News 24 Sep 14

Croatia Veterans Give Govt Cyrillic Ultimatum

Veterans said all bilingual signs in Croatian and Serb Cyrillic must be removed from Vukovar or government politicians will be not be welcome at the annual commemoration of the town’s wartime fall.

Josip Ivanovic
BIRN
Zagreb
Officers guard a bilingual sign outside Vukovar police station.

The Headquarters for the Defence of Croatian Vukovar, a group led by veterans which has staged a campaign against the installation of bilingual signs on official buildings in the wartime flashpoint town, said on Tuesday that former fighters had sent a warning letter to the country’s leaders telling them to act before the upcoming annual commemoration.

The letter warned President Ivo Josipovic, Prime Minister Zoran Milanovic and speaker of parliament Josip Leki that they “will not be welcome” at the upcoming commemoration of the 23rd anniversary of Vukovar’s capture by the Serb-led Yugoslav People’s Army on November 18 if they do not remove the bilingual signs.

The move came after six anti-Cyrillic campaigners were arrested for smashing the controversial signs on Tuesday in the latest outbreak of unrest over the issue in Vukovar, although the Headquarters denied any involvement.

The mayor of Vukovar, Ivan Penava, a member of the main opposition Croatian Democratic Union (HDZ) party, also criticised the government for the problems caused by the installation of the bilingual signs.

“It is obvious that the move that was made with those signs was very bad. I believe it is bad for the Republic of Croatia and I am 100 per cent sure that it is bad for Vukovar,” said Penava.

Croatia’s minorities law says that ethnic minorities are entitled to the official use of their language and script in areas where they make up more than a third of the population – as Serbs do in Vukovar.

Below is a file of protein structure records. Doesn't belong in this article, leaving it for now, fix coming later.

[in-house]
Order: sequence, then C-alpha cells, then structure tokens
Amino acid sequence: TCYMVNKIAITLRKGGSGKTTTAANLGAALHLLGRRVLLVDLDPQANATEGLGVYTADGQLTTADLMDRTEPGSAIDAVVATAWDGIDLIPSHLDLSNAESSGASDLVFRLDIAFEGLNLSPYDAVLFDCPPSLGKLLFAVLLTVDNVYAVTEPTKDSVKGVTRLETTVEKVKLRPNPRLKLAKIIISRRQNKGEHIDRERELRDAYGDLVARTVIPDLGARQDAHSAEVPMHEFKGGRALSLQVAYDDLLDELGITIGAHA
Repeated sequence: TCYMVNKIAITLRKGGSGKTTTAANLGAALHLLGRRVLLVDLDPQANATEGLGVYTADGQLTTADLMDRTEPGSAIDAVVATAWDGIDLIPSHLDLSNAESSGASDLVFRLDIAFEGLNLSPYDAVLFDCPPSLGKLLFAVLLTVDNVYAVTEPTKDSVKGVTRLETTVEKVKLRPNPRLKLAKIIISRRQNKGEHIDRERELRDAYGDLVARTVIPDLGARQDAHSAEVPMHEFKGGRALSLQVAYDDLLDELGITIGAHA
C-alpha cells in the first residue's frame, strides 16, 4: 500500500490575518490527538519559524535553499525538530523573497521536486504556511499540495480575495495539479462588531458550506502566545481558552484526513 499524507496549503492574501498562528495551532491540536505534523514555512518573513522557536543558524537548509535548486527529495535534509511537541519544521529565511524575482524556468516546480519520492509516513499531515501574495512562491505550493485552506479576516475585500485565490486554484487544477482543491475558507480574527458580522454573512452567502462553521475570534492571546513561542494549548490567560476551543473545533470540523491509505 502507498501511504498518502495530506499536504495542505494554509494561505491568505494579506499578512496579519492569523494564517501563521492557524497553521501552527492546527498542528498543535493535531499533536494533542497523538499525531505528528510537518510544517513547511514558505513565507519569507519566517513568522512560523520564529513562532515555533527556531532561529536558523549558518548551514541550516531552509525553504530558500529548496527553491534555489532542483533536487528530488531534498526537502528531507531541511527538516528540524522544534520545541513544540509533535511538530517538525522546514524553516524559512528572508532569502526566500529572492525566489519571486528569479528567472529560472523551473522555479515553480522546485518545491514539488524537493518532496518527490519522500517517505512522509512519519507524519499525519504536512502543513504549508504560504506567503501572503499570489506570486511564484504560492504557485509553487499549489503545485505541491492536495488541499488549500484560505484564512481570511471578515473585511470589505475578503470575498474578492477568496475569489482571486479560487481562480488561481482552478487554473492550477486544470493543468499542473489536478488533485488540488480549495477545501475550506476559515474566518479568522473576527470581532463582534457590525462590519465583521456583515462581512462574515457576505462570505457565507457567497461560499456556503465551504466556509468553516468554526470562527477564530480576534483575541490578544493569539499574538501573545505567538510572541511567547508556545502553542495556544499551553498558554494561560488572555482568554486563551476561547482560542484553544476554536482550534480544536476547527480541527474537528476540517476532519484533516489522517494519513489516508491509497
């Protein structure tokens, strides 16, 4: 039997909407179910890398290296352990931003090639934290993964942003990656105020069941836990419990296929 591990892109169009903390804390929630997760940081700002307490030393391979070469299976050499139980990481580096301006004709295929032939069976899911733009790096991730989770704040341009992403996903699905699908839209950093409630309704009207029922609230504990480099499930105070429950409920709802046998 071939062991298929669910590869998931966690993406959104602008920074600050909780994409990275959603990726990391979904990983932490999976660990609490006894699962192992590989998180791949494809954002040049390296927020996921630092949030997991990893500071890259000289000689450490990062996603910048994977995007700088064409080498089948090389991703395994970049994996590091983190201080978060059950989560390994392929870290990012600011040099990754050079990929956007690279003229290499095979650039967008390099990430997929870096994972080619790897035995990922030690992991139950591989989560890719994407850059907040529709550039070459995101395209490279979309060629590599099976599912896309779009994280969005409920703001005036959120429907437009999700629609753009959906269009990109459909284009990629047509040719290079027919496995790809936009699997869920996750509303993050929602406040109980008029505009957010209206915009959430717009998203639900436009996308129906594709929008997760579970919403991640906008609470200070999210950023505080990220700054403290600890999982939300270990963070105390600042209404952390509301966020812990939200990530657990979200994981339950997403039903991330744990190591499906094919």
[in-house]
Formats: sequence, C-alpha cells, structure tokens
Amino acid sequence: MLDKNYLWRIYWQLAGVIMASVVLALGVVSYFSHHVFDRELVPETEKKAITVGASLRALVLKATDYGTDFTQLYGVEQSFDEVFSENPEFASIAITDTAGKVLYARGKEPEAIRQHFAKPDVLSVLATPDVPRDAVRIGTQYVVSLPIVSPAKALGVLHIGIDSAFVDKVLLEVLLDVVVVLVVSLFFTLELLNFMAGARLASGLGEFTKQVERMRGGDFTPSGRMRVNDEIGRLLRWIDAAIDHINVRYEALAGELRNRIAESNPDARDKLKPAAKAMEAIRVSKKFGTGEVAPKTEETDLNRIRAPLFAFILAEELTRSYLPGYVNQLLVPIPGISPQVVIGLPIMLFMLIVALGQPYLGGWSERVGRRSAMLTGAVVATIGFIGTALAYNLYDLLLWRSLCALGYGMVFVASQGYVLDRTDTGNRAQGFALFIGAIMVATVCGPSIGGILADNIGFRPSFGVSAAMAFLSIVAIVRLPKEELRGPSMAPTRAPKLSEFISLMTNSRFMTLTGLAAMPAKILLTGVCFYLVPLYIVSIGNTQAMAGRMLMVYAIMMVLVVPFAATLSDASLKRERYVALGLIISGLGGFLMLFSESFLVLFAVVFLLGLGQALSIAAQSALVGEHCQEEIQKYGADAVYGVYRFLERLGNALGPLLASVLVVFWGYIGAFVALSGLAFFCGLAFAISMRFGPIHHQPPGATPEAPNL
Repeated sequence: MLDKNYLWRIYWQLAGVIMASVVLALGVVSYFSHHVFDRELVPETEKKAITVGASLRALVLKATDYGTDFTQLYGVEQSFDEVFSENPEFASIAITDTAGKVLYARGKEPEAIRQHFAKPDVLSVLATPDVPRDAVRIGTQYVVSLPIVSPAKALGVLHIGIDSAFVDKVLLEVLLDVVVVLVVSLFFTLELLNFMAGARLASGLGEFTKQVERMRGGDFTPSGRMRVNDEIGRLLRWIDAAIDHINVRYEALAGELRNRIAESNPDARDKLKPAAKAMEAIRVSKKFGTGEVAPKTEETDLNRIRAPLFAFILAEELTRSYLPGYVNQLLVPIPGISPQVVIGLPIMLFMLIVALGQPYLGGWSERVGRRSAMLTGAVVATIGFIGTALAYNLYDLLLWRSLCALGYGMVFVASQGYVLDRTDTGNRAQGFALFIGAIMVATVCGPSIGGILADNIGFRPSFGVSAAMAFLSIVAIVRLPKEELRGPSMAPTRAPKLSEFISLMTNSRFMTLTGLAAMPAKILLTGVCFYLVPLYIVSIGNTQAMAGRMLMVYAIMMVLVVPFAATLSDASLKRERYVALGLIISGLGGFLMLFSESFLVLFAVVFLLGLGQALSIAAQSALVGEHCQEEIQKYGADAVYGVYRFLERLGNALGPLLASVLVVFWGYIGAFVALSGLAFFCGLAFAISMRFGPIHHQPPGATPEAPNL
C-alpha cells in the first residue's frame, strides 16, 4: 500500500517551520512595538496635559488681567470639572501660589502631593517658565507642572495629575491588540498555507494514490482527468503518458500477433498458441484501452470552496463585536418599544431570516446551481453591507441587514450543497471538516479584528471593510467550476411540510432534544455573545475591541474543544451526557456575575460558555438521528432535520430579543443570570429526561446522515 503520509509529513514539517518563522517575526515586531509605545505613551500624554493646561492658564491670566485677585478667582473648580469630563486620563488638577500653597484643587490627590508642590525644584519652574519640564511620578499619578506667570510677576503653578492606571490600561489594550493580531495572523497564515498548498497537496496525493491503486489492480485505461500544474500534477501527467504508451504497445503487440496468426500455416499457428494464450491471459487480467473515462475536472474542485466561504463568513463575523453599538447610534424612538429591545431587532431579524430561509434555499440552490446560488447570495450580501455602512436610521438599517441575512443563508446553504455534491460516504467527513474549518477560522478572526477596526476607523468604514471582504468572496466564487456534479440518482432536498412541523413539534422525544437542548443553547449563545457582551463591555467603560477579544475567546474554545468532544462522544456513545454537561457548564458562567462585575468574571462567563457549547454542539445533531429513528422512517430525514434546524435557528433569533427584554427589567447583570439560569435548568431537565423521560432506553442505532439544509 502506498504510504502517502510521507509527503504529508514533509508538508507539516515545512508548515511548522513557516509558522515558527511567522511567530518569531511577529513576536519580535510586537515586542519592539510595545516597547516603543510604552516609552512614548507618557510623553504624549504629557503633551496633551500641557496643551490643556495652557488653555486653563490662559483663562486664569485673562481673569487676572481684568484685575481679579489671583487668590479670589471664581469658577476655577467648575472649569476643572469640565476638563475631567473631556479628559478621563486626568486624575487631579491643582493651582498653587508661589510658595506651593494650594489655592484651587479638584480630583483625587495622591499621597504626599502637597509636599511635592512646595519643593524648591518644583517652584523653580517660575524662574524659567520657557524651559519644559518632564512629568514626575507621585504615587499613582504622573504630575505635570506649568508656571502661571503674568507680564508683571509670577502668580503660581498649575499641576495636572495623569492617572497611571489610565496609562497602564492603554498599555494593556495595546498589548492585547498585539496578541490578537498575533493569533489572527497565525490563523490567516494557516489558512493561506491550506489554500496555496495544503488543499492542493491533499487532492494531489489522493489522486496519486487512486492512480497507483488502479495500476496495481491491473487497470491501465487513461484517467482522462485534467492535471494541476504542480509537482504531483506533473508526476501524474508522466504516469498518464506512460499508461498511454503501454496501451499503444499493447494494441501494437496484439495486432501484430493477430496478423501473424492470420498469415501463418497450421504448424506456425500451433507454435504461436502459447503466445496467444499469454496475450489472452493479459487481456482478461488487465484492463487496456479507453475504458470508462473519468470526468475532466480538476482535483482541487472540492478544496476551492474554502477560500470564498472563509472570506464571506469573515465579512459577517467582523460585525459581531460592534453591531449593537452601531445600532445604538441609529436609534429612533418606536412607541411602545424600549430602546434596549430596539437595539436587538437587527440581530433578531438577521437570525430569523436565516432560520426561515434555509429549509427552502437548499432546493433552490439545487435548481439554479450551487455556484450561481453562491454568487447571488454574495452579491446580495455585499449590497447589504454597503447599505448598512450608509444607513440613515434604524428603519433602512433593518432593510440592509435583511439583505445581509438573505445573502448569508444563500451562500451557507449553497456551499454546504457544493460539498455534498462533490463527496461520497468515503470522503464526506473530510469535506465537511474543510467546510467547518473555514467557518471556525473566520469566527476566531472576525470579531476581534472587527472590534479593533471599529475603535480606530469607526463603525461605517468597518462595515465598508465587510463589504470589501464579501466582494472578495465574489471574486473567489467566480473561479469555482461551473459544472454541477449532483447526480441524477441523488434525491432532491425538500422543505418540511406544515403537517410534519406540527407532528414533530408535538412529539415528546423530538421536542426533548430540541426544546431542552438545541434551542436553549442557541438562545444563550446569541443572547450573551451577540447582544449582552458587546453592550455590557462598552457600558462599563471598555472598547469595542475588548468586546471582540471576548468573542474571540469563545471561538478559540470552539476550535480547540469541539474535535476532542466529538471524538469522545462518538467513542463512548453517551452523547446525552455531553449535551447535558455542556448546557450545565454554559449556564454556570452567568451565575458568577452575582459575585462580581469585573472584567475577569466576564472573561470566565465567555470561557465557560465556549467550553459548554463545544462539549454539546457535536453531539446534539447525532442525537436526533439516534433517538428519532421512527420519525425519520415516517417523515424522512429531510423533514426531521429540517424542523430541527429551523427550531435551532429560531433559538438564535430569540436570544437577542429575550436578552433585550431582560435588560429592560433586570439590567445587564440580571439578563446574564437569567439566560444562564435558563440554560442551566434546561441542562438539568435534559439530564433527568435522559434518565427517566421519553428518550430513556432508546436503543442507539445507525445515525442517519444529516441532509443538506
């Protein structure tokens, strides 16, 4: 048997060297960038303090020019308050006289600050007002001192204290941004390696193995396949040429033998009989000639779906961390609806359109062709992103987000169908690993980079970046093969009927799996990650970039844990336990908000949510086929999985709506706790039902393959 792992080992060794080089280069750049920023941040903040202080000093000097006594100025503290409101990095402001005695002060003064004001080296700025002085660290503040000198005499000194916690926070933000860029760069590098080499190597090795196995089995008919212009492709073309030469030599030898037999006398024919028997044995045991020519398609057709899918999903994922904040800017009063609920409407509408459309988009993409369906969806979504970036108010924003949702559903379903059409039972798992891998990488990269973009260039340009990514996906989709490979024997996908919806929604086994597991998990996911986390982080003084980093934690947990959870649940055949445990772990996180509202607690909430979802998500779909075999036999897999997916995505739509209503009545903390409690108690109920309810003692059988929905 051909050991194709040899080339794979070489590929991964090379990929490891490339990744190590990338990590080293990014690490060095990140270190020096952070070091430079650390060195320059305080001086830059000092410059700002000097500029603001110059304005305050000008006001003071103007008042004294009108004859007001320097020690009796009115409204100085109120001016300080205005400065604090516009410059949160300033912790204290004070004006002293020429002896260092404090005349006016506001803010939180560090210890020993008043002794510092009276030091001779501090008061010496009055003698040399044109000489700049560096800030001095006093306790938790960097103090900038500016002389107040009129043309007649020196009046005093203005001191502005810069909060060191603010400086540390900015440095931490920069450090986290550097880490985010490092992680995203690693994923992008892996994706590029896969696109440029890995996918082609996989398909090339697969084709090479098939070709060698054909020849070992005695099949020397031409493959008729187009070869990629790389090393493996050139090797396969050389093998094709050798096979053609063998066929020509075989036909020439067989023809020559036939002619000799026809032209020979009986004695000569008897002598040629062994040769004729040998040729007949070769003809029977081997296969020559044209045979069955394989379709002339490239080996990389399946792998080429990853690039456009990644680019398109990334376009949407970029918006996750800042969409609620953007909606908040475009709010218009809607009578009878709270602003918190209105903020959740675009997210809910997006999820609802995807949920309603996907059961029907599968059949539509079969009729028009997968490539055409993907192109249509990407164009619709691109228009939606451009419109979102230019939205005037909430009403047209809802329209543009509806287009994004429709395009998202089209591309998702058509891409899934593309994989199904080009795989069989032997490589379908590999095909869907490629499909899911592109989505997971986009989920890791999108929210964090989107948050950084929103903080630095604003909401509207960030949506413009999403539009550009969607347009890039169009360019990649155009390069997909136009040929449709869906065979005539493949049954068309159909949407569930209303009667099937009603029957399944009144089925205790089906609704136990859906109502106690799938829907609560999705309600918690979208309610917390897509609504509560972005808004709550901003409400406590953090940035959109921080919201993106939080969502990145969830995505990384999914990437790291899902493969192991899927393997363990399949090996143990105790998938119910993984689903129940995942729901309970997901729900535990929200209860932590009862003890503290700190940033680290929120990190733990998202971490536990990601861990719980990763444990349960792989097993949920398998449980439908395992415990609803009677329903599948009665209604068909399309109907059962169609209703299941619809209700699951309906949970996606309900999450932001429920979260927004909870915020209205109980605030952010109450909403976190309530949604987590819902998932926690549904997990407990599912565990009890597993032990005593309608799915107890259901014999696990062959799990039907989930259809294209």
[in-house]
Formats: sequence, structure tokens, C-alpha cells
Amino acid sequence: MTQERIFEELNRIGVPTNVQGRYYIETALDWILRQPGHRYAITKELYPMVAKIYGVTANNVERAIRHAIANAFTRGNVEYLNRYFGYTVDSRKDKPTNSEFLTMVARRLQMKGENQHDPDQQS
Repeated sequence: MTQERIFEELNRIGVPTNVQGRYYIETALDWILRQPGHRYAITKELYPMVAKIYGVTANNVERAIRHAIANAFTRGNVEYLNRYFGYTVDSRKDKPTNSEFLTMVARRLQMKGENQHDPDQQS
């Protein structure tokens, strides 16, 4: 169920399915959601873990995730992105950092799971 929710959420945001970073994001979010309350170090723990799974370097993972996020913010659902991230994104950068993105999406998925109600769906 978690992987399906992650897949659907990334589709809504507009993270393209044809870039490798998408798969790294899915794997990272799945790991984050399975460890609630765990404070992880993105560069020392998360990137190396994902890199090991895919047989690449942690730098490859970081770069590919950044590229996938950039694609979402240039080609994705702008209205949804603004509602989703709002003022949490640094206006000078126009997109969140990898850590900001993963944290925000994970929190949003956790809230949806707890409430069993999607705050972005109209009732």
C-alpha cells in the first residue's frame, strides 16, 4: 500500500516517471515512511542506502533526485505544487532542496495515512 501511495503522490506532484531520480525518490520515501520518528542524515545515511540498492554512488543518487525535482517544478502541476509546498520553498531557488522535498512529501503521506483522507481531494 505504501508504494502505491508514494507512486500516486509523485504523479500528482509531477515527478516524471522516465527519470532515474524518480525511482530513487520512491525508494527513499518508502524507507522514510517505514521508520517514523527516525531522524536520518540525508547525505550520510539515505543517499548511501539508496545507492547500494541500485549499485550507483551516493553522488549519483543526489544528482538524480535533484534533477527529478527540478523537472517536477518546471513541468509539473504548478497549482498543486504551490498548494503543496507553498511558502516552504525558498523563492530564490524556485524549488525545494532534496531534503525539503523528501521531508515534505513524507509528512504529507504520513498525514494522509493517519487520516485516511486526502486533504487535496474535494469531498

Parliamentary speaker Leko, a member of the ruling Social Democratic Party, criticised the latest attempts to remove the signs, saying such actions flouted democratic standards.

“We have to fight for those standards, and to keep up social dialogue and the respect for laws,” said Leko.

Headquarters activists have been intermittently taking down the bilingual signs since they were first put up last year, arguing that it is too sensitive to introduce Cyrillic in Vukovar, which was besieged and destroyed by Belgrade’s forces during the war.

After staging a series of street protests, the Headquarters launched a campaign in November 2013 for a referendum on reducing minority rights, which would effectively stop the introduction of Cyrillic in Vukovar.

Within two weeks, it had collected over 650,000 signatures, sufficient to trigger a referendum. But in August this year, Croatia’s constitutional court ruled the referendum question unconstitutional, scuppering the Headquarters’ initiative.

However the Headquarters has since announced it will take its case to the European Court of Human Rights in Strasbourg.

Tuesday's letter to the authorities, which was sent after a joint meeting of the Headquarters and the Coordinating Operational Team, an organisation supported by 382 veterans and victims organisation, also urged that the government intervenes to secure the release of a veteran called Veljko Maric, who is in jail in Serbia.

Maric was sentenced to 12 years imprisonment in September 2011 in Belgrade for wartime crimes against Serb civilians in 1991 in the village of Rastovac in central Croatia.

The letter urged the country’s political leaders to “take all political, legal and diplomatic steps” to secure Maric’s release, arguing that “Serbian application of universal jurisprudence over Croatian citizens is absurd”.

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Background

serb-minority-rights-scripted-out-in-croatia-09-02-2015

Serb Minority Rights Scripted Out in Croatia

The muted response to the Croatian town of Vukovar’s decision to scrap controversial bilingual signs in Latin and Serb Cyrillic script suggests the EU has lost focus on minority rights, analysts claimed.

Croatian Dissident Feared Kidnap by Yugoslav Spies

The trial of Zdravko Mustac and Josip Perkovic, former Yugoslav spy chiefs accused of killing a Croatian émigré, heard that the victim repeatedly told his German lover that he was living in fear.

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